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Major US grant to be spent on stem cell therapy for type 1 diabetes

A major grant has been awarded to a US researcher who will further investigate stem cell therapies for type 1 diabetes treatments.

Xiaojun "Lance" Lian, assistant professor of biomedical engineering at Penn State University, is one of three recipients of the College of Engineering's ENGineering for Innovation & Entrepreneurship (ENGINE) grant.

Now in its fifth year, ENGINE grants provide financial support to early-stage research results through a proof-of-concept phase.

Professor Lian and his team have already explored making functional beta cells from stem cells. But there are hurdles, and transplanting beta cells does not always work.

One of the key issues is the lack of robust cell culture systems that enable stem cells to be differentiated into beta cells.

Prof Lian has developed a method which he believes may address this problem. He said: "Our new method is an improvement on previous growth-factor dependent methods, which use proteins to stimulate differentiation.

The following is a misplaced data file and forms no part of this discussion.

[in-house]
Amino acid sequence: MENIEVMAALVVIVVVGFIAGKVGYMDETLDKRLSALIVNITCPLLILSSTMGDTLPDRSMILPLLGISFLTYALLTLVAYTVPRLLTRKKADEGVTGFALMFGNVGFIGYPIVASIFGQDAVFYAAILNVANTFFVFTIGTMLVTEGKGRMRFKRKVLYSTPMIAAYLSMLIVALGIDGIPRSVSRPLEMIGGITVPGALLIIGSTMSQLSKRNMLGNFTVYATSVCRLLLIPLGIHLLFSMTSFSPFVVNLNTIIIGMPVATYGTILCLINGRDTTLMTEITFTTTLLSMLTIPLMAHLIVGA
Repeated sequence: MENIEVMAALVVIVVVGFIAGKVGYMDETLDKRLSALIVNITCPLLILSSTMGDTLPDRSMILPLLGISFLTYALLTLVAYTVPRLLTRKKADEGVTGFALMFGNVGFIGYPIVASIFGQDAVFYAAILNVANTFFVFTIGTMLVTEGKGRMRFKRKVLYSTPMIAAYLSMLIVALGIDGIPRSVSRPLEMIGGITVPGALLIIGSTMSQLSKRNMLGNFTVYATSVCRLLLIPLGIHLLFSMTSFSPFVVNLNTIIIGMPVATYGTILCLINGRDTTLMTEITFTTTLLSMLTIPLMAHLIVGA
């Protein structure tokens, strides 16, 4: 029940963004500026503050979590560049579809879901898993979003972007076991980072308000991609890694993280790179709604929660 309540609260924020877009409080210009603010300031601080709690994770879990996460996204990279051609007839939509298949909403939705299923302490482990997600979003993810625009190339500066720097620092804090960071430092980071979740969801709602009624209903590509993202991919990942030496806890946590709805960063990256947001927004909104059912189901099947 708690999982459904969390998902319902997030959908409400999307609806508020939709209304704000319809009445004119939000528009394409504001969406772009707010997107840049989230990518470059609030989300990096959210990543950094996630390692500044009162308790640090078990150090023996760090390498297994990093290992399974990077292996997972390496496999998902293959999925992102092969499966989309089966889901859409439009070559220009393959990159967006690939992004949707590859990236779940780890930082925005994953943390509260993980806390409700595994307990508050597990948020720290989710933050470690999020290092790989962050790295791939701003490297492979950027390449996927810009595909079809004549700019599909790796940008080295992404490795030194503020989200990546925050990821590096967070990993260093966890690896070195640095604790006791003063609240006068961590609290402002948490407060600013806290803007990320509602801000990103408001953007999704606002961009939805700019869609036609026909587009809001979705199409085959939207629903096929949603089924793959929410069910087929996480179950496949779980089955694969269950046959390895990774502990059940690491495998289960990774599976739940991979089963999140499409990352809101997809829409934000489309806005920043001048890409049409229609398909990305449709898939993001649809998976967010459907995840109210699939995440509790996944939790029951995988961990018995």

"This is due to small molecules being more stable, easy and cheap to manufacture, thus making stem cell differentiation more efficient and cost-effective."

Prof Lian and colleagues plan to use the grant money to recruit students to test the new differentiation kits, which will then be shipped to other researchers for further testing.

"Completion of this project will hopefully yield two stem-cell-differentiation kits, which would have immediate potential for broad commercial impact on the treatment of type 1 diabetes."

A committee of internal and external experts in technology reviewed all applicants for the grant.

Earlier this year, scientists from the University of California San Francisco (UCSF) made a breakthrough by turning stem cells into insulin-producing cells for the first time without the need for subsequent immune-suppressant drugs.

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